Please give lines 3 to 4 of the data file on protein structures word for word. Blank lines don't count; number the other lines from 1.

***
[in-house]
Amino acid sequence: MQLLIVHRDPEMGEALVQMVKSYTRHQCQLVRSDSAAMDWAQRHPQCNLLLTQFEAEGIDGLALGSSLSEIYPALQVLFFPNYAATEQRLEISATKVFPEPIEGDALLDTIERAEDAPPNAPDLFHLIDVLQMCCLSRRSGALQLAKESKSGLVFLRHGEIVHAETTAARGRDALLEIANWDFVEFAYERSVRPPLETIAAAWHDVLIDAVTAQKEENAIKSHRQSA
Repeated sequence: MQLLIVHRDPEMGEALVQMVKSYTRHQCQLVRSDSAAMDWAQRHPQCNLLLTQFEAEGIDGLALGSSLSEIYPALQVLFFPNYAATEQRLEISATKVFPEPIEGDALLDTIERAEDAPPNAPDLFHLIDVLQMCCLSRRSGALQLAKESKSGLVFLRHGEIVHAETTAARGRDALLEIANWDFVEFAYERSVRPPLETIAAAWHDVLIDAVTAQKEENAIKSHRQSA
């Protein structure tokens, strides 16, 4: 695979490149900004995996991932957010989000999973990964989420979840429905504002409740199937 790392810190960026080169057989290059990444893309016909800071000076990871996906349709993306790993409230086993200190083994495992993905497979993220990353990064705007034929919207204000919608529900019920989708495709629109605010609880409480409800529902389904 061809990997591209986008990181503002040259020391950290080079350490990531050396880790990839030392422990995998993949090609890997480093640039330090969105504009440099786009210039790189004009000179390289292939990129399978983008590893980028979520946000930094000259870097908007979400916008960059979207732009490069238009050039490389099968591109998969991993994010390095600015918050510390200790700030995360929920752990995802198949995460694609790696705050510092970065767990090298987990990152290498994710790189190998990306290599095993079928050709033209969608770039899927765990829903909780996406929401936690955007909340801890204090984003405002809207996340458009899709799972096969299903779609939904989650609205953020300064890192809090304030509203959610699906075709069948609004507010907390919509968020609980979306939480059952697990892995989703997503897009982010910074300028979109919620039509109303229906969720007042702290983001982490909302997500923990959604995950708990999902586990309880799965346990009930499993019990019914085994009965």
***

Repeated sequence: MQLLIVHRDPEMGEALVQMVKSYTRHQCQLVRSDSAAMDWAQRHPQCNLLLTQFEAEGIDGLALGSSLSEIYPALQVLFFPNYAATEQRLEISATKVFPEPIEGDALLDTIERAEDAPPNAPDLFHLIDVLQMCCLSRRSGALQLAKESKSGLVFLRHGEIVHAETTAARGRDALLEIANWDFVEFAYERSVRPPLETIAAAWHDVLIDAVTAQKEENAIKSHRQSA
């Protein structure tokens, strides 16, 4: 695979490149900004995996991932957010989000999973990964989420979840429905504002409740199937 790392810190960026080169057989290059990444893309016909800071000076990871996906349709993306790993409230086993200190083994495992993905497979993220990353990064705007034929919207204000919608529900019920989708495709629109605010609880409480409800529902389904 061809990997591209986008990181503002040259020391950290080079350490990531050396880790990839030392422990995998993949090609890997480093640039330090969105504009440099786009210039790189004009000179390289292939990129399978983008590893980028979520946000930094000259870097908007979400916008960059979207732009490069238009050039490389099968591109998969991993994010390095600015918050510390200790700030995360929920752990995802198949995460694609790696705050510092970065767990090298987990990152290498994710790189190998990306290599095993079928050709033209969608770039899927765990829903909780996406929401936690955007909340801890204090984003405002809207996340458009899709799972096969299903779609939904989650609205953020300064890192809090304030509203959610699906075709069948609004507010907390919509968020609980979306939480059952697990892995989703997503897009982010910074300028979109919620039509109303229906969720007042702290983001982490909302997500923990959604995950708990999902586990309880799965346990009930499993019990019914085994009965």